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Halifax County Tax Rates See No Increase

County real estate taxpayers will pay 43 cents per $100 assessed value on their land holdings in the coming year after the Halifax County Board of Supervisors voted Monday night to set tax rates as previously advertised.

In addition to the real estate tax rate, supervisors set the machinery and tools tax rate at $1.26 and personal property tax rate at $3.60 per $100 valuation.

Setting the tax rates had topped the order of business Monday night along with adopting the FY 2011 county budget.

However, supervisors took no action on adopting the proposed $89,971,290 budget citing lack of state budget information.

“We don’t have the final numbers from the state on what they’re doing for the constitutional offices. And as long as we approve the budget by June, we’ll be alright,” said ED#4 Supervisor Doug Bowman. “We’re still looking at making changes.”

Finance Director Stephanie Jackson said, “The county hasn’t had enough information yet to really have a good budget for the board to adopt. With this being a long General Assembly session, it went that much further, and it’s just been slow coming out.

“Right now we are waiting for the analysis to come out as to what the reductions mean to us as localities,” Jackson said, referring to state budget cuts that she said can be calculated several different ways.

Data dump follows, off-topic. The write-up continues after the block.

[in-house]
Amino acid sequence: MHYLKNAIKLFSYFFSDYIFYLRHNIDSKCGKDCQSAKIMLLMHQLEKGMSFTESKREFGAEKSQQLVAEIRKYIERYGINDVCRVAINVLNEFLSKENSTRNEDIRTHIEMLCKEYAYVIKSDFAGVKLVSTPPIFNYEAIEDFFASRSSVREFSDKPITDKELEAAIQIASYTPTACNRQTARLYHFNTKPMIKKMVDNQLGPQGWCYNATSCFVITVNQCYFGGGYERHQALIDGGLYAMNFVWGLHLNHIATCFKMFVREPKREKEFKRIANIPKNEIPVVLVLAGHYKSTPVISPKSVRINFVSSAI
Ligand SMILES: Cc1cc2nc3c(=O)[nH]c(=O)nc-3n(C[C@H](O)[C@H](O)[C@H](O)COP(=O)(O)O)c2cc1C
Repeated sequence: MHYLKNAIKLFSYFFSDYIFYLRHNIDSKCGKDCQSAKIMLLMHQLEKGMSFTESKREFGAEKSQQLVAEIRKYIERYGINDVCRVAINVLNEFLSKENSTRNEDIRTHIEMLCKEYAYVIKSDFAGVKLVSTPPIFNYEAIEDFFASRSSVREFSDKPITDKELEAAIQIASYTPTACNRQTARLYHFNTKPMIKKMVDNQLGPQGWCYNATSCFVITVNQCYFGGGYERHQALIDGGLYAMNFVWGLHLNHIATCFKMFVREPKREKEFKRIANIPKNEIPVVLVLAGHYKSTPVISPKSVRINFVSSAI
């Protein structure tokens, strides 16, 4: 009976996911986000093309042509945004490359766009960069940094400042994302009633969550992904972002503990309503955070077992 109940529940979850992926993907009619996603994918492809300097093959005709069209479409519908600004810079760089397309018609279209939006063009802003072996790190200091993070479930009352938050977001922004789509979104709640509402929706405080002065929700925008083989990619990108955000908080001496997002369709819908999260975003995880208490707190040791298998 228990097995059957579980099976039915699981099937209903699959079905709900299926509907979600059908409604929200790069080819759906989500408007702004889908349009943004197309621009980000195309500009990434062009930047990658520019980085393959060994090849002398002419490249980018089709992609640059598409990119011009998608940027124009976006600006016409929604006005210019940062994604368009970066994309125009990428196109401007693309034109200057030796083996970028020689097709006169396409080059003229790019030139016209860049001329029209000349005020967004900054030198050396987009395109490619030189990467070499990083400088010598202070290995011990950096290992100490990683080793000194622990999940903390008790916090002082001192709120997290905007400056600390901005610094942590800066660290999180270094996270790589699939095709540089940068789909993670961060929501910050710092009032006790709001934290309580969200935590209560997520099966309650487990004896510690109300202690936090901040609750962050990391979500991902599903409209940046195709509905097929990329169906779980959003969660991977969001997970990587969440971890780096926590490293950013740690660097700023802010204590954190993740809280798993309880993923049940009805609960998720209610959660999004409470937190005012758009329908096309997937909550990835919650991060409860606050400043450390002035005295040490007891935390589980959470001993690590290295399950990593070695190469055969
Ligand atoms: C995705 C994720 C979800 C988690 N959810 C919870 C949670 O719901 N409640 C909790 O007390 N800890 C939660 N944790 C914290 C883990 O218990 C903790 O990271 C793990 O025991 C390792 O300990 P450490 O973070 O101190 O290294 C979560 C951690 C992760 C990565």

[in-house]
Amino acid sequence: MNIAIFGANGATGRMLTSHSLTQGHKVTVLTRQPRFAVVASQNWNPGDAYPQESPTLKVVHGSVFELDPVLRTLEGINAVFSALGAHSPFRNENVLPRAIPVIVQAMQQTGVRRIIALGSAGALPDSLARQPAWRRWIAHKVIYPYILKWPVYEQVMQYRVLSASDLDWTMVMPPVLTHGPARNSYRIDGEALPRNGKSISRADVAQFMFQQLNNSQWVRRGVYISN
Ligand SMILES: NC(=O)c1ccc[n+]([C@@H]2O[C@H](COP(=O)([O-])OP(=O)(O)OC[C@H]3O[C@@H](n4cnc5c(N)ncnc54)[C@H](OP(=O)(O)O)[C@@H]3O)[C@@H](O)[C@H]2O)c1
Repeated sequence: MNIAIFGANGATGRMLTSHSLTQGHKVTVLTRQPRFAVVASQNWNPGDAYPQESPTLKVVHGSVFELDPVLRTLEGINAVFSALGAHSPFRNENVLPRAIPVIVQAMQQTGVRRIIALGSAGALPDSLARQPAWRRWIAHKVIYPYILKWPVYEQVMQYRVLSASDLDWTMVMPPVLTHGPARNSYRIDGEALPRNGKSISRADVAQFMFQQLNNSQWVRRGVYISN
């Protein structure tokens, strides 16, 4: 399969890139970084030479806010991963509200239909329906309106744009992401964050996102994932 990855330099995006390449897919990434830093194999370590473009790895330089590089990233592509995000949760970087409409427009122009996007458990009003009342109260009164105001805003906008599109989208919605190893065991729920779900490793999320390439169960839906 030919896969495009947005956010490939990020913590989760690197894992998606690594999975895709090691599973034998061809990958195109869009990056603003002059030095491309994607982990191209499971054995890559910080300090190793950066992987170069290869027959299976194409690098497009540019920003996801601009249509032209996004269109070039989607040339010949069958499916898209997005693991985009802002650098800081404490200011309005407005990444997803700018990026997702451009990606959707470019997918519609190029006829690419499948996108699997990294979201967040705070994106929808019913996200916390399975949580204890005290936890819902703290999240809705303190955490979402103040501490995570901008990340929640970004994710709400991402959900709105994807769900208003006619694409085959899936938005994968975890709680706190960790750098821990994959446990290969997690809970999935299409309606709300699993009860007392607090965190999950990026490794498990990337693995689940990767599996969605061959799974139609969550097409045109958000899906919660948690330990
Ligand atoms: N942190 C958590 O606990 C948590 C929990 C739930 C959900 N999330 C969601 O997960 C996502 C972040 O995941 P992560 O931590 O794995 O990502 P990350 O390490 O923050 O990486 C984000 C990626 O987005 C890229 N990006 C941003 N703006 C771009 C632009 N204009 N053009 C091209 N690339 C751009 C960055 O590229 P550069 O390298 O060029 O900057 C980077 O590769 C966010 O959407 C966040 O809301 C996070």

The finance director further said she has quantified what the reductions are for the constitutional offices including cuts of 4 percent for the sheriff, 3.9 percent for the commonwealth’s attorney, 18.7 percent for the treasurer, 14.8 percent for the commissioner of revenue and 15 percent for libraries.
“What we need to find out is what base they are looking at for the reduction and what is excluded,” she said, further explaining that historically the state has excluded the constitutional officers’ salaries from the base budget reductions.

In addition, Jackson said the county is waiting to find clarification concerning the locality reduction payments that the county has remitted to the state for the last two years.

“We need to know if we are expected to do this on top of these state budget reductions, and so far that clarification has not come through,” she told supervisors. “We are hoping to hear something within the week at the latest.”

Once the county receives the final figures from the state, Bowman said the budget could change from what staff has recommended.

He anticipated further budget discussions taking place at the board’s April 5 meeting and at the joint meeting between the towns of Halifax and South Boston and the county board on April 19.

Bowman explained supervisors needed to adopt the tax rates on Monday so the finance director could begin working on preparing the biennial real estate tax bills.

“I have a feeling it will be the first meeting in May before we adopt the final budget,” Bowman said.